by Michael Smith (Veshengro)
Just like in 2011 I paced my visit to the RHS Hampton Court Palace Flower Show 2012 over two days, the Press Day and the first official day.
The effect of the recession, and the government's claim that we are all but out of it definitely does not wash, could also be seen at this year's show in that a number of garden tool manufacturers and vendors, as well as others, including many seed merchants, were conspicuous by their absence.
While the likes of Burgon & Ball, Harrod Horticulture, Bahco, and others were represented through themselves at Chelsea 2012, unlike 2011 where after Chelsea they also came to Hampton Court this year they did not.
On Monday, the Press Day, the weather was not very conducive to a visit to any event in an open field. It was gray in gray overcast for much of the morning and day, with but some sunny spells, and they were few and far between, and a heavy downpour at around 10am.
A marquee came to my rescue, however, and Dobies Seeds from Devon had laid on tea and scones with Devon cream for the Press Corps, and a goody bag. So having to escape from the rain did have its benefits, in this case.
The weather was also not much better on the Tuesday (nor for the rest of the week, though I was not there then) but this did not deter the ardent RHS show visitor, as they were there in large numbers. While, however, Chelsea had been sold out in advance and no tickets could be had at the door, at Hampton Court it would appear that tickets were still to be had.
The show garden, the largest one, “Urban Oasis”, which was created in conjunction with “Groundwork” and the RHS, and sponsored by Marks & Spencer, at the show, was a good example as to how to improve the bleak areas that seem to exist on far too many housing estates in our urban areas. And not just there for even housing estates in small rural towns can be nearly if now even equally bleak.
Too little thought from the side of the councils or housing associations has ever gone into making the areas more inviting and if they did anything then they imposed it on the residents without any consultation. All bleak and uninviting areas do is invite vandalism and other criminal activities. Greening is one of the best ways to do prevent than and to make such green areas places where people want to linger.
The model of the “Urban Oasis” with its various suggestions and sectors, and one could implement them all on estates, appears to be very much the answer to the bleak areas on estates, it is necessary in all instances, however, to get everyone, including children and young people, on board for this to work and for them to take ownership of this.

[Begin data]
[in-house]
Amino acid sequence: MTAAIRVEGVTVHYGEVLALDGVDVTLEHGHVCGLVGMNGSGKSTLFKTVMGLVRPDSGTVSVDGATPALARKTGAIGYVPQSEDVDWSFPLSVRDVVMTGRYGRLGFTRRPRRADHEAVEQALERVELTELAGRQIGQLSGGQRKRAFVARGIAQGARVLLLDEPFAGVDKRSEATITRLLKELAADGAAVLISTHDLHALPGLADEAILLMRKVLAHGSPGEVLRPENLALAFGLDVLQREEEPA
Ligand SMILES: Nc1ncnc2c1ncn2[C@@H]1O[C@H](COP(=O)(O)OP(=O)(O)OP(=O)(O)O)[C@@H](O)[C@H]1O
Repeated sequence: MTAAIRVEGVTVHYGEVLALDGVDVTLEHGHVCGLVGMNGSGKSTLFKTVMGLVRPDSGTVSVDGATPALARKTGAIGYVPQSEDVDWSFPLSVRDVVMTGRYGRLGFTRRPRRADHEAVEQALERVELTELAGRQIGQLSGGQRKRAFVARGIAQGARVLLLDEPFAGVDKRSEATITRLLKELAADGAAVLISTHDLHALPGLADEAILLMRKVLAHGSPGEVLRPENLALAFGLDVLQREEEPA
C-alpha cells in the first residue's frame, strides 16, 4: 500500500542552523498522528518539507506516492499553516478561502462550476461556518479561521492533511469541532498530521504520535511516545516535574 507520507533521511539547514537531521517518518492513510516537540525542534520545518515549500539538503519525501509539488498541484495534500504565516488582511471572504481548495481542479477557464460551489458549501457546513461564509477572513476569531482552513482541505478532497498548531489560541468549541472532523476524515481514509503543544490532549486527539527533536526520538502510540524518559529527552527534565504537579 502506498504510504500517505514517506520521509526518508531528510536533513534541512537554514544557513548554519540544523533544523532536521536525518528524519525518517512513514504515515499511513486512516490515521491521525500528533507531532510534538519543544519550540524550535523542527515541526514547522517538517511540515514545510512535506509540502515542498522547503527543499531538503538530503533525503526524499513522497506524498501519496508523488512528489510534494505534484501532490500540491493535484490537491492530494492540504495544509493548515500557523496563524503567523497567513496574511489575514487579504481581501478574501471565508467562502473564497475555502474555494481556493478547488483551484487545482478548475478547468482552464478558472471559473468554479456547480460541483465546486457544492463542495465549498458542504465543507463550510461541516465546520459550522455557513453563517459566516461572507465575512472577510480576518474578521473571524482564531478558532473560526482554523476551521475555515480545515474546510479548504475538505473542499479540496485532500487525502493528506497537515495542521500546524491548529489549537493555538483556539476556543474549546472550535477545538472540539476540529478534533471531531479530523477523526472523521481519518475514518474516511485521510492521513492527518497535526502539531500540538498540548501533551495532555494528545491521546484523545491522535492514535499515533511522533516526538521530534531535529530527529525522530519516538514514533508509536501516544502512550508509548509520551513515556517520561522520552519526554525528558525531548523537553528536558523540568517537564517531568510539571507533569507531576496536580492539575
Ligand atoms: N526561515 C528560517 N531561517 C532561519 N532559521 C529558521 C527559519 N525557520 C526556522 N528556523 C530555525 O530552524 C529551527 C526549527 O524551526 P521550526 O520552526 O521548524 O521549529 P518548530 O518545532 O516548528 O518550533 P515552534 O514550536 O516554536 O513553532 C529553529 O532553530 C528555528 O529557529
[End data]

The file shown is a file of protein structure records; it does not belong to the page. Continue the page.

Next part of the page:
The “Low Cost – High Impact” gardens were virtually all a good source of inspiration to all those that think that to create an inspiring garden takes lots of money (and time). Those very much stood out in contrast to all the other show gardens which it would be nigh impossible to recreate, even on a small scale, without a second or even third mortgage.
Conspicuous by their absence, this year at Hampton Court, just like at Chelsea this year, were the “Grow-Your-Own” gardens to inspire people to grow their own food, or at least part of it, with the exception of a couple of small ones in one of the tents.
It is probably thought that the last couple of years where “Grow-Your-Own” was relatively high on the agenda has given people ample opportunity and enough ideas and, I know, it really is meant to be predominately a flower show.
Whilst I am very much aware that there is now a “Grow-Your-Own” show based at Stoneleigh Park it is not, in my opinion, an ideal location as it cannot be easily reached, especially not by anyone wishing to not go by car.
Ecover's “Fantastic Plant-astic” campaign – Ecover was the main sponsor of the RHS Hampton Court Palace Flower Show this year – could easily be misunderstood by people leading them to believe that the plant-based plastic bottles that Ecover is beginning to employ are biodegradable or even compostable. But they are not. They are still plastic, albeit made from ethanol derived from sugar cane waste. However, it is still a variant of HDPE.
The weather, as mentioned before, put somewhat a damper on things at the RHS Hampton Court Palace Flower Show 2012, as far as I could sense, but the main problem, I would say, is the recession being still very much in full flow and people and companies do not have the budget.
In addition to this 2012 is not really much of a gardening year – at least not so far and even if it improves, and the forecast does not make it appear thus, the season for sowing and planting is over – with the weather being as it is and much of what people have put down, especially as to food growing, has not come up. Let's hope for better when we head for 2013.